I bought my Mac iBook simply to review it for my Unix/Linux website. I wasn't totally unfamiliar with Macs; I've been doing computer consulting for a long time and had some exposure to the older Mac operating systems. I at least knew what the Finder was, knew what Set Startup did, and so on. Most of my experience has been Unix, though, and of course that was what attracted me to OS X.
- Old-timers like me couldn't avoid being exposed to command line interfaces - that's all we had when we started Younger people and people who simply started using computers a bit later weren't necessarily exposed to any command line. Any computer they ever used had a graphical user interface and while it still may have had a command line available, there was seldom any incentive to use it. That apparent lack of any compelling reason remains true, but in fact understanding the command line can give you much more control over your computer and allow you to accomplish some tasks much more quickly and easily. -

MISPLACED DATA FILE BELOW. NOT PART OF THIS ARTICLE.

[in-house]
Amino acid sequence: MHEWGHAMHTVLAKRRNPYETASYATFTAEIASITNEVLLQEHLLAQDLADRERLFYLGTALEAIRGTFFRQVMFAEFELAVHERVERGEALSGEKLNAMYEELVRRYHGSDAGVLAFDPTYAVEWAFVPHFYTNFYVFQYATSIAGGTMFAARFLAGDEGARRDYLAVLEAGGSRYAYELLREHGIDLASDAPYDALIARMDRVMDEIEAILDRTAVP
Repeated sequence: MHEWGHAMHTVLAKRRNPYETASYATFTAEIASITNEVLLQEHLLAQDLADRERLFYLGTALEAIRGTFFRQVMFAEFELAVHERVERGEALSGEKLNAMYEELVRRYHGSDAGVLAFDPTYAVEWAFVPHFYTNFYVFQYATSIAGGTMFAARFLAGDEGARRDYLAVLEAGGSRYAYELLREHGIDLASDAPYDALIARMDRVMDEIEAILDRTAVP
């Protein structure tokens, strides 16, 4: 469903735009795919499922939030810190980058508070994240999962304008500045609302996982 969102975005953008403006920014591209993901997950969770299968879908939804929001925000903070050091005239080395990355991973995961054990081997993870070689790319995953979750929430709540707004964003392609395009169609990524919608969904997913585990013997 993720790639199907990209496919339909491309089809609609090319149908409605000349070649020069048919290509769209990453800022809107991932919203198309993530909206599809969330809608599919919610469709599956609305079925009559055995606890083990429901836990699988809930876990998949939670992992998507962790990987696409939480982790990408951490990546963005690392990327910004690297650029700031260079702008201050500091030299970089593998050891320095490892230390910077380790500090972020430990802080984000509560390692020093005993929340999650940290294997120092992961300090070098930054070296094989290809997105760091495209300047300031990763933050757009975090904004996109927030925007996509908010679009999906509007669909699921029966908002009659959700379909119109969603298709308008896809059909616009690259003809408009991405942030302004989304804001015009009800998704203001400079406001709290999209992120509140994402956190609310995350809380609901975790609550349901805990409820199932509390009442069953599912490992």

- As is usual with these Take Control books, the author points out the bugs and missing features and often has suggestions for workarounds. It won't bore you with basic tasks that you either know how to do already or can figure out easily; this covers the problems and less than obvious things. -
- This 30-page ebook helps you decide whether to transition to Photos right away, walks you through importing your iPhoto and Aperture photo libraries, and helps you understand the Photos interface and organize your images. -
- I'm not planning on buying an iWatch. Technically, nobody is, because Apple doesn't use that name, but once this thing starts appearing on people's wrists, that is what it will be called, Apple blessed or not. -